Google Attempts to Improve Tech Diversity Issues by Embedding Engineers at HBCU Campuses

Google Attempts to Improve Tech Diversity Issues by Embedding Engineers at HBCU Campuses

Tech firms have a diversity problem, and Google (among others) is trying to do something about it.

Google has embedded some of its software engineers at Historically Black Colleges and Universities (HBCU) to teach, advise and mentor students, according to an Associated Press article. Only about 1% of its technical staffers are African American.

Therefore, Google sent staffers to Howard University in Washington, D.C.; Hampton University in Hampton, Va.; Fisk University in Nashville; and Spelman and Morehouse colleges, both of which are in Atlanta. About 35% of all African Americans who earn computer science degrees come from HBCUs.

“They taught introductory courses, but they also trained students on everything from how to send a professional email to how to make it through a software engineering job interview, which can involve a lot of time solving coding questions at a white board,” according to the AP.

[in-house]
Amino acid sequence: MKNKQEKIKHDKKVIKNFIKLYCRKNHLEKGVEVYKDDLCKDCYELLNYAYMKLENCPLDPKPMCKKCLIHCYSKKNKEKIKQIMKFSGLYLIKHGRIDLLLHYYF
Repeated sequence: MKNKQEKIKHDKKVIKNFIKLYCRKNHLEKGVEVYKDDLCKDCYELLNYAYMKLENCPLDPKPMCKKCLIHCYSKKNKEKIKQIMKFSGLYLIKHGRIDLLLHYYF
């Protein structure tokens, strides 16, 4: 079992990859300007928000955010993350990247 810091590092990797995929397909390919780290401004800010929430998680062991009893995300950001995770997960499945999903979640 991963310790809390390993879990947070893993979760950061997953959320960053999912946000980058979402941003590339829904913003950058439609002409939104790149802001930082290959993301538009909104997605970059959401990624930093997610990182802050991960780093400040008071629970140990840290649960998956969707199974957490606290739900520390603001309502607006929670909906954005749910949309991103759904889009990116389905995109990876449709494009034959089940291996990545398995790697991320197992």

In addition, 30 students will intern with Google this summer.

Sabrina Williams, an African American software engineer at Google’s Mountain View, Calif., headquarters, taught at Howard University and said she understood the difficulties her students faced. She noted that she was the lone female African American computer science major when she was at Stanford University.

“I’m inspired,” she told the AP. “Change is slow, this is going to take time, but I think what’s interesting about this program is that it’s a different way of attacking the problem of lack of diversity in tech.”

Williams, who called herself Professor Sabrina, had 70 students in her class.

Howard University Computer Science Department Chairman Legrand Burge said similar programs have occurred before. The university partnered in the 1970s and 1980s with AT&T, Bell and Hewlett Packard.

Burge said he likes the mentality Google is bringing to campus. He said academia often lacks an experiment, fail, and then learn-from-your-mistakes mentality.

Many tech firms released workforce diversity data last year after requests by civil rights advocate Jesse Jackson. That data showed African Americans, Latinos and women were underrepresented in tech.

Aside from Google’s efforts, the Anita Borg Institute and the National Center for Women and Information Technology have partnered with companies in support of female engineers. In addition, Intel committed $300 million to diversify its workforce, Apple developed a $50 million partnership for women and minority computer science majors and Facebook created “Facebook University” internships for low-income minority college freshmen interested in computer science.


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